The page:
Pugilistic scholars believe that martial arts had reached the highest level of art in a temple called Shaolin. It is widely believed that the temple began during the Tang Dynasty (618-907 AD), when China flourished economically, militarily, artistically, literally and culturally. The Emperors gave free reins and support not only to the economists, the military and the educators, but to the martial artists as well. The Taoists and the Buddhists explored the mysteries of nature and man, particularly his mind, body and soul. The Shaolin Temple became well known for its researches and excellence in this department.
The study of mind and soul was the main study at the Shaolin Temple. Through it came the art of meditation and Qigong. The term Qi (Chi) in Chinese is a generic term for air and breath in a simple sense. In a broader sense, it means energy, electrons, atom, oxygen, nutrients, natural chemistry, white corpuscle, red corpuscle and more. Basically, it represents all that is within nature and the human body. Qigong, therefore would mean, nature's power, kinetic power and so forth. Abbots and masters of Qigong were known to defy the laws of nature, as we know it, enabling them to leap incredible heights and distances; to move objects with their mind, and cast explosive energy at a distance.
Later, the study of Qigong was divided into Waigong (external energy) and Neigong (inner energy). Much of the Qigong training put a trainer in either a sitting or standing position. The young monks were impatient and were poor learners. The abbots then decided that some kind of physical training needed to be incorporated into the Qigong training for the young and restless. Thus, the "gongfu" forms were born.
The Shaolin Temple came to demise during China's last Dynasty, the Qing (Ching). The Qings came from Manchuria and conquered the Chinese (Ming Dynasty) then ruled the country from 1644 to 1912. During their rule, the "Han" Chinese of previous dynasties fought underground to try to oust them. The Qing rulers forbade the Hans to carry weapons. Common household and farm tools became their weapons. Some were incorporated into the gongfu systems. The Manchurian rulers feared the Shaolin Temple and suspected it to be the source of trouble where the underground fighters took their refuge and martial arts training. The story goes that they implanted a spy in the temple who then created a fire within, causing the temple to burn while the army attacked from the outside. Not all the monks were killed. The ones who escaped took refuge amongst the civilians. Thus, the secrets of the Shaolin Temple were revealed to the laity.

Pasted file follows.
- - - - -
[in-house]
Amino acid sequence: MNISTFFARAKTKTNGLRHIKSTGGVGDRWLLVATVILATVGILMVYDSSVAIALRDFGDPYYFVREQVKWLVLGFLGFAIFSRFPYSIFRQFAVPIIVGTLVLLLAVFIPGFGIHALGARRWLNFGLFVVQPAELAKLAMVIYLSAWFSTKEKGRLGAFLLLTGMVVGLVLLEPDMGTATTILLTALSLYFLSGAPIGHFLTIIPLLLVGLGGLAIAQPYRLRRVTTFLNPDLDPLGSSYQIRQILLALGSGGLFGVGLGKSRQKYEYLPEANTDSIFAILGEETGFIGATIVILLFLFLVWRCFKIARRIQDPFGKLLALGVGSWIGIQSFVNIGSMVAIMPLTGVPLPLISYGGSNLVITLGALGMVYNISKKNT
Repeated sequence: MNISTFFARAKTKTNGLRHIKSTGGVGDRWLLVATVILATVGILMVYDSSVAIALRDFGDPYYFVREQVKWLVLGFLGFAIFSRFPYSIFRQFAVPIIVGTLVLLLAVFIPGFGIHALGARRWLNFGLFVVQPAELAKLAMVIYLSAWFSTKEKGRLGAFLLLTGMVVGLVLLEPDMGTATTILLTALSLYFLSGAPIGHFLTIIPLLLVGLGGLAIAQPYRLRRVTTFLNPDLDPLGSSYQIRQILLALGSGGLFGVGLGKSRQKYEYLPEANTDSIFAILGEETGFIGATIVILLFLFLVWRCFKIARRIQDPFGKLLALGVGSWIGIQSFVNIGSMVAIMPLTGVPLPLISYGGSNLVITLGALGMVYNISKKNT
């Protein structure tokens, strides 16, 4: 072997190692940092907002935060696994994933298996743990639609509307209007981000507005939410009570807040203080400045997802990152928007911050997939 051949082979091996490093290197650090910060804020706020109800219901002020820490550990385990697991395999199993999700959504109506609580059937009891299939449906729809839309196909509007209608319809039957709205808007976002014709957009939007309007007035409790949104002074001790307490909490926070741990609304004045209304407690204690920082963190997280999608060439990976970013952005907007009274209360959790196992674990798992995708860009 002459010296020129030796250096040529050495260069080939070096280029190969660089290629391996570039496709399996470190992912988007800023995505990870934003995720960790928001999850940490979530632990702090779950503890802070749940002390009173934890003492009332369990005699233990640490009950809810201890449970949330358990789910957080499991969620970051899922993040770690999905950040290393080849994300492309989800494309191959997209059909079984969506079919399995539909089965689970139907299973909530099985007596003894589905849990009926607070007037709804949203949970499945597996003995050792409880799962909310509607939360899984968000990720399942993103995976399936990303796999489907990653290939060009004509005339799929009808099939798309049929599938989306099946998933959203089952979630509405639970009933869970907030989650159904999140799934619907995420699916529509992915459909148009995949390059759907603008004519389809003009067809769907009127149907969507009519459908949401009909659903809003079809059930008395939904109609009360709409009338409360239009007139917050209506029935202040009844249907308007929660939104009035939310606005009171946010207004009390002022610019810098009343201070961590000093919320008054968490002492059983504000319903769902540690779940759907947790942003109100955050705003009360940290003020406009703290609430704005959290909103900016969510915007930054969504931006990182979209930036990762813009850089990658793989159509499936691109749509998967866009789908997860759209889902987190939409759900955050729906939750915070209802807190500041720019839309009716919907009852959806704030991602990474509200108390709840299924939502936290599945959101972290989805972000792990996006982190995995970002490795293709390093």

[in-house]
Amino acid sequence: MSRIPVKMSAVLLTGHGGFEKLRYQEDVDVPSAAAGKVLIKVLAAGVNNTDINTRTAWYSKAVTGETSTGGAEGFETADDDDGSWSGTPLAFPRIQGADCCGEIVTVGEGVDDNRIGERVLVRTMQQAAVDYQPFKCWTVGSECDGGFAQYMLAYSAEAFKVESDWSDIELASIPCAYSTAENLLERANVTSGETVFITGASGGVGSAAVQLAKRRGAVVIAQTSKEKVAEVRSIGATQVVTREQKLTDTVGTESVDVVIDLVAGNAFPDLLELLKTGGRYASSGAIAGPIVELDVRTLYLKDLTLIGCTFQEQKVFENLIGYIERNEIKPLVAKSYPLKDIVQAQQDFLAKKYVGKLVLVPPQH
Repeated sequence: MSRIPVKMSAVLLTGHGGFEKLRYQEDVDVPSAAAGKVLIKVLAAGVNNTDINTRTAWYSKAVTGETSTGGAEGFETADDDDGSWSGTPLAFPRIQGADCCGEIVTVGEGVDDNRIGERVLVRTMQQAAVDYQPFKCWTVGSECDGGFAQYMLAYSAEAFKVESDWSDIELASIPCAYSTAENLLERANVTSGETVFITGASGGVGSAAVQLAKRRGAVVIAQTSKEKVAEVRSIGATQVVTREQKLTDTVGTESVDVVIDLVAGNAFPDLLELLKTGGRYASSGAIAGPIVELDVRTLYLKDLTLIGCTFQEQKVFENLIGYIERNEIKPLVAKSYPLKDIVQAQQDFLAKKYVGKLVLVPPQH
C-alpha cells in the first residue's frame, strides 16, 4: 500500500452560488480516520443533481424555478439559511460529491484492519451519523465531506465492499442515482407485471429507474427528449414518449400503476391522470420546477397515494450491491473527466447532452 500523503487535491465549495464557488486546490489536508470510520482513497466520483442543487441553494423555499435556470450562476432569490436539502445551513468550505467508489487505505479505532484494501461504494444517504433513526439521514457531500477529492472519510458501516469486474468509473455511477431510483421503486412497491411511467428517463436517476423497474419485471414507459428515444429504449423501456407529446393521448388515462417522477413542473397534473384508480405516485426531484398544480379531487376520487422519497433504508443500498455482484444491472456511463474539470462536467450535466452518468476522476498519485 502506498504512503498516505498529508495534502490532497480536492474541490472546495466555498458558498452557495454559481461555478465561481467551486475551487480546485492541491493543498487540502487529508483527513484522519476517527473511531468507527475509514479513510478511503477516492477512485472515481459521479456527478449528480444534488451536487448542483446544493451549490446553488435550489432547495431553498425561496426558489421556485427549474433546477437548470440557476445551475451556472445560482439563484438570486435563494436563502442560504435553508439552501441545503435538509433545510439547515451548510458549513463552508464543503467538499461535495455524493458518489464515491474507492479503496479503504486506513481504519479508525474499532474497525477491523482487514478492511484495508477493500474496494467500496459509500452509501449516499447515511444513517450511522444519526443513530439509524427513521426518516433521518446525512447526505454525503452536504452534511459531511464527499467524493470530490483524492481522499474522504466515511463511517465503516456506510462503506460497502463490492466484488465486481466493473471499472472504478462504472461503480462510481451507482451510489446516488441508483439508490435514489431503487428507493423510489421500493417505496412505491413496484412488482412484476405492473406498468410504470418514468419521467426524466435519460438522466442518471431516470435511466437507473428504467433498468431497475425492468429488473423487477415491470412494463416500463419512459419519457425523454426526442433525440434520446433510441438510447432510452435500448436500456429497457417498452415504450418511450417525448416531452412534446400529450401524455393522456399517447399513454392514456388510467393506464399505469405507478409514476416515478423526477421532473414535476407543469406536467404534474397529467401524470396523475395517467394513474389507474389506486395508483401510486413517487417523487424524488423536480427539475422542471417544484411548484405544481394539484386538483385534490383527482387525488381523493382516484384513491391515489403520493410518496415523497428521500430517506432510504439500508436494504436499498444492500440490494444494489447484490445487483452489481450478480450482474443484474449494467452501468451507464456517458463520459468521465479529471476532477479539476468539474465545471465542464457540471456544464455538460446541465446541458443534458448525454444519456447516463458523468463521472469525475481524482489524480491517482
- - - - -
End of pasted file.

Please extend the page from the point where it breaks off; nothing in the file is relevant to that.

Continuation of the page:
Gongfu took on many forms when it passed to the laity, depending on the situation, environment, and the physics of the practitioners. China's North, being colder, forced practitioners to create forms that required more energy to perform in order to keep warm. Long kicks, long steps, and jumping moves were incorporated into their forms. The South being hot and rainy took to smaller movements; low stances, short kicks and close contact fighting. The Northerners, being taller in stature, took advantage of their longer legs to keep or strike their opponents at bay. The Southerners often fought in rice fields in knee-deep waters and did not have the luxury of swinging their legs from the bottom. Their legs were used to firm their balance or throw short kicks to the opponent's knees or below. They could easily conceal their kicks below the water or under their skirts. Northern China had vast open land, large cities with large roads. One had the space to bounce around or swing long weapons. The South, on the contrary, was congested. There was never room to move about. One had to take advantage of confined space, whether on a rocky boat or a moving cart, and use short weapons like the broad sword.
During their dispersal, many Shaolin monks disguised themselves as stage, opera or acrobatic actors. They developed stage acts that concealed their pugilistic forms. It not only kept them fit and tuned to their skills, but kept them off Manchurian suspicion. The secret of these moves was only revealed to their most ardent followers. Unfortunately, some of the secrets died with the masters.
As the art was handed down, it passed on to serious practitioners as well as to gongfu quacks. The serious ones kept true to the art and taught it as it was meant to be. The quacks learn it haphazardly and claim themselves as masters of it, teaching either incomplete or incorrect forms. Some of them even changed the style to suit their limits. Some beefed it up with nonsense to make the product look thick. Today, you will find many gongfu practitioners doing moves that are not only incomprehensible, but also impractical. They are the prodigies of these quacks.
I must point out that apart from pugilistic gongfu, there are acrobatic gongfu, health maintenance gongfu, healing gongfu, and so on. The point is that an acrobatic gongfu school should not promote itself as pugilistic, nor a pugilistic school claim to be a healing one. The distinction should be clear.